In the News

Dr Ainehi Edoro-Glines: Brittle Paper

African literature is changing’ – Brittle Paper Brittle Paper is your go-to site for African writing and literary culture. Brittle Paper brings you all the latest news and juicy updates on publications, authors, events, prizes, and lifestyle. Follow them on Twitter and Instagram (@brittlepaper) and sign up for our “I love African Literature” newsletter. Brittle […]

QnA with Makanaka Mavengere-Munsaka

Perfect Imperfections, the debut novel by Makanaka Mavengere-Munsaka has been out since mid-August 2019 from BlackBird Books! We caught up with Makanaka about her first offering. In a previous life, you were an accountant. How did you move into writing? Writing was always my first love but I had gone into Accounting because back then that was […]

Nicole Dennis-Benn: Patsy

“Just two years shy of thirty, Patsy has nothing to show for it besides the flimsy brown envelope that she uses to shade herself from the white-hot glare of the sun. the envelope contains all her papers — from birth certificate to vaccination records. But most importantly, it carries her dream, a dream every Jamaican […]

QnA with Rémy Ngamije

Rémy Ngamije is a Rwandan-born Namibian novelist, short story writer, essayist, columnist, and photographer. His debut novel “The Eternal Audience Of One” is available from Blackbird Books and Amazon. He also writes for, a writing collective based in South Africa. He is the editor-in-chief of Namibia’s first literary magazine: Doek! His short stories have […]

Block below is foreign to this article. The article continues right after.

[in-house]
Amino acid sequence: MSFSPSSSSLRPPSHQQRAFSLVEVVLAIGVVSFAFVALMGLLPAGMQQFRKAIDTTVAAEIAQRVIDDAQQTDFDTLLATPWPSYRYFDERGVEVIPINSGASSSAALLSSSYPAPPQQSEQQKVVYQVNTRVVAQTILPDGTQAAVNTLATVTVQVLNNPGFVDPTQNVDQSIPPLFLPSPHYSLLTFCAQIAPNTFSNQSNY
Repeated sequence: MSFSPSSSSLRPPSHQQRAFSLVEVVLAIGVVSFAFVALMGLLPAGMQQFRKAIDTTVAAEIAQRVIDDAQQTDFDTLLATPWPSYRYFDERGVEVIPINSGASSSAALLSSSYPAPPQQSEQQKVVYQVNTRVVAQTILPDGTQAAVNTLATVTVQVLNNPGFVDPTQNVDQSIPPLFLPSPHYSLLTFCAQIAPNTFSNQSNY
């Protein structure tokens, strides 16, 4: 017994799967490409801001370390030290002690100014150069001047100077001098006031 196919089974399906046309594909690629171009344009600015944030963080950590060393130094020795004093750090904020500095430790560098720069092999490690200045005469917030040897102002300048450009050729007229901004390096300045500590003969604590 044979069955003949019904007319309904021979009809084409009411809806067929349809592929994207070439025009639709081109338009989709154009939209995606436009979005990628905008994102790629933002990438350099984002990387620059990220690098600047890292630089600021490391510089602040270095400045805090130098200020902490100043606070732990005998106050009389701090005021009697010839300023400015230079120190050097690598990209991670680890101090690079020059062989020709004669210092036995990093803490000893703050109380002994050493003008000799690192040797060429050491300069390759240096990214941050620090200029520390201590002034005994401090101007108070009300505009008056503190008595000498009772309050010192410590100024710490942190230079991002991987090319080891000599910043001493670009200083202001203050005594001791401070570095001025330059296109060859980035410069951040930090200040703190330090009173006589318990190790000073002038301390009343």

QnA with Siphiwe Gloria Ndlovu

The 2019 winners of the annual Sunday Times Literary Awards – considered to be the most prestigious literary accolades in the country – have just been announced. The Barry Ronge Fiction Prize was awarded to Siphiwe Ndlovu for her debut novel, The Theory of Flight (Penguin Fiction), while Terry Kurgan received the Alan Paton Award […]

Vanessa Govender: Beaten but not Broken

“This is my story. This happened to me. Who he is, is irrelevant. He could be the boy next door, a street sweeper or your son – he could be anyone. I refuse to make this story about him or who he is. He is no different from any abusive man. His name is irrelevant. […]

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